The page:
In Arabic, Jabel Shams means the “Sun Mountain”. It is a fitting name as this mountain is the highest point in Oman. The drive on the rocky roads to the top of Jabel Shams is exhilarating. It is so steep that at some points it feels like the road ahead abruptly cuts off. Besides that, the views are breathtaking. Chances are your drive would be filled with photo stops to admire the mountain gorges, ravines, and mountainside villages like Al Khanteem.

One of the most fascinating things to see while you are here is the mountain goat. The adorable yet strong goats are bound to bother you for food, especially if you are staying in the resorts here. Don’t be surprised if you see them climbing a tree, mountain goats are known to do that.

There are several resorts in Jabel Shams including the like Heights Resorts. This resort offers trekking tours, which can take you to the waterfall, villages, canyon viewpoints or ancient villages. You could also do rock climbing and mountain biking to explore the mountainous landscape. At night, they put on traditional dance shows for you to have a taste of the Omani culture.

4. Nizwa

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Jabreen Castle in Nizwa is known as Oman’s most beautiful castle (Pic credit: Zig Zag on Earth)

Nizwa is an endearing and historic town just two-hour away from Muscat. Sit surrounded by a thick palm oasis and mountains, Nizwa still captures the traditional Omani life. It is perfect as a family-friendly weekend trip. Start by visiting old Nizwa Fort and Bahla Fort, which is a UNESCO World Heritage Site. In the fort, you can see how Omanis used to live, and what each fort room was used for.

After that, tour Jabreen Castle, a beautiful castle built after the Portuguese were removed from Oman. The design of Jabreen Castle is unique because unlike the other forts that was built during the war, this castle was built at times of peace. This gave the Omani ruler the luxury to focus on the art and science of constructing the castle.

Next, there is Nizwa souk, a traditional Arabian market. Local traders here ply their traditional handicrafts like claypots, scarfs and silver Khanjars (a traditional dagger) at reasonable prices. You can also buy dates, nut or meat from the cattle market. Nizwa is most popularly used as a pit stop on the way to Jabel Akhdar and Jabel Shams although there are also hotels in the area.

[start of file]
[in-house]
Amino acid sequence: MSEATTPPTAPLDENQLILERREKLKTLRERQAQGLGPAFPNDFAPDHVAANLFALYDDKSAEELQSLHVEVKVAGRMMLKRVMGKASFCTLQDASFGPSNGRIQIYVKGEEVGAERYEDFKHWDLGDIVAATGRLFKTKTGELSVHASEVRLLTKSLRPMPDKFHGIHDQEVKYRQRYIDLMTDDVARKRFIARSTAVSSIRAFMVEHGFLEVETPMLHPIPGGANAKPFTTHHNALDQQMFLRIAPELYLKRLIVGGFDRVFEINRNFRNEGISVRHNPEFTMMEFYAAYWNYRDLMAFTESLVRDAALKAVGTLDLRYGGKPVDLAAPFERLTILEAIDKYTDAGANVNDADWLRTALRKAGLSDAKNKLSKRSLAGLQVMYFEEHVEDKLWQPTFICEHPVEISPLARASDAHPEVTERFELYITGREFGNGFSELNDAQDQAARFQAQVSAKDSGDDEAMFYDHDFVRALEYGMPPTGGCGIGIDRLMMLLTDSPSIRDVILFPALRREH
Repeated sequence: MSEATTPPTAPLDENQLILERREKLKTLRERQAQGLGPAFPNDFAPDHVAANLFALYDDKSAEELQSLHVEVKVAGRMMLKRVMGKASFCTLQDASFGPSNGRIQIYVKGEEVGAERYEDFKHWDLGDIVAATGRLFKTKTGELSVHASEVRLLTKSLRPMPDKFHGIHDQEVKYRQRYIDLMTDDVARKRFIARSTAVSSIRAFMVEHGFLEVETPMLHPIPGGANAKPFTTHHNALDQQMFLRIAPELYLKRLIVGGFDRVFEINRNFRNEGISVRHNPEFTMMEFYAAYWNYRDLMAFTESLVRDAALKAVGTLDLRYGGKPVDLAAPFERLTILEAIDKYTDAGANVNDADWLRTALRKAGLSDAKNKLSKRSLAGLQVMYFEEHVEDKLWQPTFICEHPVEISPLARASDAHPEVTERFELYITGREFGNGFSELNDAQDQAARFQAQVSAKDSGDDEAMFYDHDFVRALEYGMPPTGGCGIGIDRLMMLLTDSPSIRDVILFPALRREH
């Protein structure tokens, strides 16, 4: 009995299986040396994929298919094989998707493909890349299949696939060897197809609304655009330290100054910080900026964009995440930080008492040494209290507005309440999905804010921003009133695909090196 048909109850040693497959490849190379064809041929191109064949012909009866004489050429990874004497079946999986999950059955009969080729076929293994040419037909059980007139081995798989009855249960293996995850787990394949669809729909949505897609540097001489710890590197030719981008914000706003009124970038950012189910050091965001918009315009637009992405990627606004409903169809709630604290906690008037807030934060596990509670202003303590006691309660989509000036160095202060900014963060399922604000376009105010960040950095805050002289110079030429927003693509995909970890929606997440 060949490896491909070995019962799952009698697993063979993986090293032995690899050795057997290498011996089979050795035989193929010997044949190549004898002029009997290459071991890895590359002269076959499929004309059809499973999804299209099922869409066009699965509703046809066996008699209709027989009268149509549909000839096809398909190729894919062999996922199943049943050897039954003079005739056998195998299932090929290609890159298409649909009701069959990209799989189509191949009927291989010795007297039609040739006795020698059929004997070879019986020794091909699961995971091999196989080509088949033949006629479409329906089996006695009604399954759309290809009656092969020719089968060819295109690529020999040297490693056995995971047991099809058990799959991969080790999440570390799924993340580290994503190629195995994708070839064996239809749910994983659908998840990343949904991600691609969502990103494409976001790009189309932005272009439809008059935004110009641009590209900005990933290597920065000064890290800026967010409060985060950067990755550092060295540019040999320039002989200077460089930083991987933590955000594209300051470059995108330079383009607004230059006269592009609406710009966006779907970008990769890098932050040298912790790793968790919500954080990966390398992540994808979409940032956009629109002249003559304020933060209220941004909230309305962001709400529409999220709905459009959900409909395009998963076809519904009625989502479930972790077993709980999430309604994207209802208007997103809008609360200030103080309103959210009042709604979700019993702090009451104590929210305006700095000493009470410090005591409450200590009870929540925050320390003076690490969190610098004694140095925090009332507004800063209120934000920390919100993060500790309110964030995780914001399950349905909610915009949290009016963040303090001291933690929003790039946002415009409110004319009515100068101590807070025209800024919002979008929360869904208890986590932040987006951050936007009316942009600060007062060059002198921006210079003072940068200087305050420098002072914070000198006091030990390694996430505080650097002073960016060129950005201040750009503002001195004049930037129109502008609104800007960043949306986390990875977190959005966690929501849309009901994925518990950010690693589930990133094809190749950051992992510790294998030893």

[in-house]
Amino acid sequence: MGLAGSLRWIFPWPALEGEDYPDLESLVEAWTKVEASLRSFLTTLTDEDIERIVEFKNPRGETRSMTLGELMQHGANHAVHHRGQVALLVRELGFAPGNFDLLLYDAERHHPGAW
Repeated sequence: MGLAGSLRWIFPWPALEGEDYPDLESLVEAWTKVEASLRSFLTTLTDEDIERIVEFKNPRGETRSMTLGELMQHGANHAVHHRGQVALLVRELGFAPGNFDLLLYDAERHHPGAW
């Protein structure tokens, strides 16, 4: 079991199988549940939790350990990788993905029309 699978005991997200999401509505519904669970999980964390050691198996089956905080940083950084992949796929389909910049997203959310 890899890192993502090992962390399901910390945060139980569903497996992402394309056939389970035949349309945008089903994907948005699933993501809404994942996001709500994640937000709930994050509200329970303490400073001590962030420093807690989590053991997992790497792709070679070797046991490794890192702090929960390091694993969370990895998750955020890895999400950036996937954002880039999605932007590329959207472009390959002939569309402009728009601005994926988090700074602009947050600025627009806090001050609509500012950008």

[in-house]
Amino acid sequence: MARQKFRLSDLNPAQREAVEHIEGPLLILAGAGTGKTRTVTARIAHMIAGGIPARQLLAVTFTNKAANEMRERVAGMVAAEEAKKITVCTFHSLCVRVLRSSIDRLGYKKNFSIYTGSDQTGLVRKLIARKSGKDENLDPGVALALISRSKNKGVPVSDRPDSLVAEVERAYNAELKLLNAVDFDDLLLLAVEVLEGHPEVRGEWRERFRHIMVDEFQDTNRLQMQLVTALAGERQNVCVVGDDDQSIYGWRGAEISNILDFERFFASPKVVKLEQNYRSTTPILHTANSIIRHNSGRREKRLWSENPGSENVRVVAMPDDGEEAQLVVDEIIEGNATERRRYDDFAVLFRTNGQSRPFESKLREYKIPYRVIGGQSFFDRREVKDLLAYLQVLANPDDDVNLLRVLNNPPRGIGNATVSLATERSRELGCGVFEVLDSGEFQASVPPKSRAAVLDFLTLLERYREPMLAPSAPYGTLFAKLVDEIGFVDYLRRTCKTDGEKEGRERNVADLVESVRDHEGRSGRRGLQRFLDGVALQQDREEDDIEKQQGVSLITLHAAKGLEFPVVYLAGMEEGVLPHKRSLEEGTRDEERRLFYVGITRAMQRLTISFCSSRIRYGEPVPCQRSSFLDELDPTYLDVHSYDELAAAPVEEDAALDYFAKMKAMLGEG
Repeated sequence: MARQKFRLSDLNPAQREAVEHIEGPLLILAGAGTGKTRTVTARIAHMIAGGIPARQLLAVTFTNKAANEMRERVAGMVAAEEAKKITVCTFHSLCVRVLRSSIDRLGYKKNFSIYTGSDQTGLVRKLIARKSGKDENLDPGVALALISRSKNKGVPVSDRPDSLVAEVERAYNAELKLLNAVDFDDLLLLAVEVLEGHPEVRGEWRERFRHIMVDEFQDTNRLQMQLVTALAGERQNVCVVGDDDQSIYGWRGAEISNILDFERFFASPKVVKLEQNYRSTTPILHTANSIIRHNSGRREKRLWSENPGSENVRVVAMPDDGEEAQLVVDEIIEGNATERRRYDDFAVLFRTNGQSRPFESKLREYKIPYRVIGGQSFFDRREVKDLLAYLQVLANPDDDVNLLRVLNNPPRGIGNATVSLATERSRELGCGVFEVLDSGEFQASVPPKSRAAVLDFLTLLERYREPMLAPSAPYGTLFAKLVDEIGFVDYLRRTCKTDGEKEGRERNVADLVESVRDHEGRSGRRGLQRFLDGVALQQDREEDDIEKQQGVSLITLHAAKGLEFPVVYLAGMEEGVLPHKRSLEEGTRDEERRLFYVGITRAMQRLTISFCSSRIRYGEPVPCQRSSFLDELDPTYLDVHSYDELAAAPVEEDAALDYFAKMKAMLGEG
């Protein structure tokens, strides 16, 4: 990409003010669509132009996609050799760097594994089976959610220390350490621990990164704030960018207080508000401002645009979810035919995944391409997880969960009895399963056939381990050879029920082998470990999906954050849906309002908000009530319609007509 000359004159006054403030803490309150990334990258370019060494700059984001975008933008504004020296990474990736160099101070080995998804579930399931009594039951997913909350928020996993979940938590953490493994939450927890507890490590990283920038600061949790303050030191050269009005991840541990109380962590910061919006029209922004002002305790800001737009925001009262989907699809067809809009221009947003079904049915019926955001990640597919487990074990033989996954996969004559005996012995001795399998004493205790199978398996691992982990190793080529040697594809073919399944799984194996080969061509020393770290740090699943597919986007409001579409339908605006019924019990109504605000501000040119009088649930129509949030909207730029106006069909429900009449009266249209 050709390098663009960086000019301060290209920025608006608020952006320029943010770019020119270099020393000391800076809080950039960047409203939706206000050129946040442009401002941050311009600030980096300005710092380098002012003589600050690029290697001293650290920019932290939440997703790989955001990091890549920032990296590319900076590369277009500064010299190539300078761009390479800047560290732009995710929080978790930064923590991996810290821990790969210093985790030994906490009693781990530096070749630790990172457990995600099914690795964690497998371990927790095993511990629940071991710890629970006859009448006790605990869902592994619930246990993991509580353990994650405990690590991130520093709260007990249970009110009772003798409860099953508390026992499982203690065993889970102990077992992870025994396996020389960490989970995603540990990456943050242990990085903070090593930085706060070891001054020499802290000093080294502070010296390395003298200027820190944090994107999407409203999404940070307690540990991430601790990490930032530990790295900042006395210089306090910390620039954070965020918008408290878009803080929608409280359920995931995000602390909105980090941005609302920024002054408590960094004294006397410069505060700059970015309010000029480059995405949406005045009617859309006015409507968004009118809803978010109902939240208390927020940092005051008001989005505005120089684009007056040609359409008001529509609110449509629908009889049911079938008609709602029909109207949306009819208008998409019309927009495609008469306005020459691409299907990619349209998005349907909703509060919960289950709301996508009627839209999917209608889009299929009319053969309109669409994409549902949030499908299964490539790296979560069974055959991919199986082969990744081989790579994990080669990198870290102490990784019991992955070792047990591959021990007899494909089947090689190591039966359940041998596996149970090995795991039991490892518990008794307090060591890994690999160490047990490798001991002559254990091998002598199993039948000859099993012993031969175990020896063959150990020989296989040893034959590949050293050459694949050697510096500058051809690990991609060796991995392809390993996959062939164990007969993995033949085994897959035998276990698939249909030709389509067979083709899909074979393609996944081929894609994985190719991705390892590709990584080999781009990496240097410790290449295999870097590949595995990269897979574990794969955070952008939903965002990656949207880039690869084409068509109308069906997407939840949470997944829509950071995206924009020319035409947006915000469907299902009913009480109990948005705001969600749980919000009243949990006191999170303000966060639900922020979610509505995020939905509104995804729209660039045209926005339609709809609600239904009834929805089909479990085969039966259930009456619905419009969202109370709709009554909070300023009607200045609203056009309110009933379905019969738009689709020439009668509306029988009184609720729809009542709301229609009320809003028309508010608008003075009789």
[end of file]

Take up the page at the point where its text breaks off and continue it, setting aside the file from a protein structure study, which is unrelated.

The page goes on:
Read this story before travelling to Oman: 12 Things Women Need To Know Before Travelling To Muslim Countries

5. Bimmah Sinkhole

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Take a trip to Bimmah Sinkhole and spend a day swimming in its turquoise water (Pic credit: Ladies Abroad)

Lastly, swim in the clear, turquoise water of Bimmah Sinkhole. Located only an hour and a half away from Muscat, Bimmah Sinkhole is a fun stopover on the way to Sur.

The sinkhole was created when limestone rock started eroding. The water source is supposedly connected to an underground tunnel from the sea which is why water has such vibrant colours. In the water, you can see little fish swimming and most probably, nibbling your fingers and toes. These are fish popularly used in foot spas to nibble dead skin off the feet.Treat yourself to a free pedicure when you’re here!

The sinkhole is located Hawiyat Naim Park which is safely fenced and equipped with toilets. It’s perfect for a relaxing day of picnics, lazing, and swimming. However, there are no food shops nearby, so pack your own supply of food and water.

 

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Sofia is a Malaysian third culture kid that has grown up overseas and is now trying to find her roots. She thinks the world is like a jungle to hike and swim in and will forever keep exploring, with her happy-go-lucky attitude.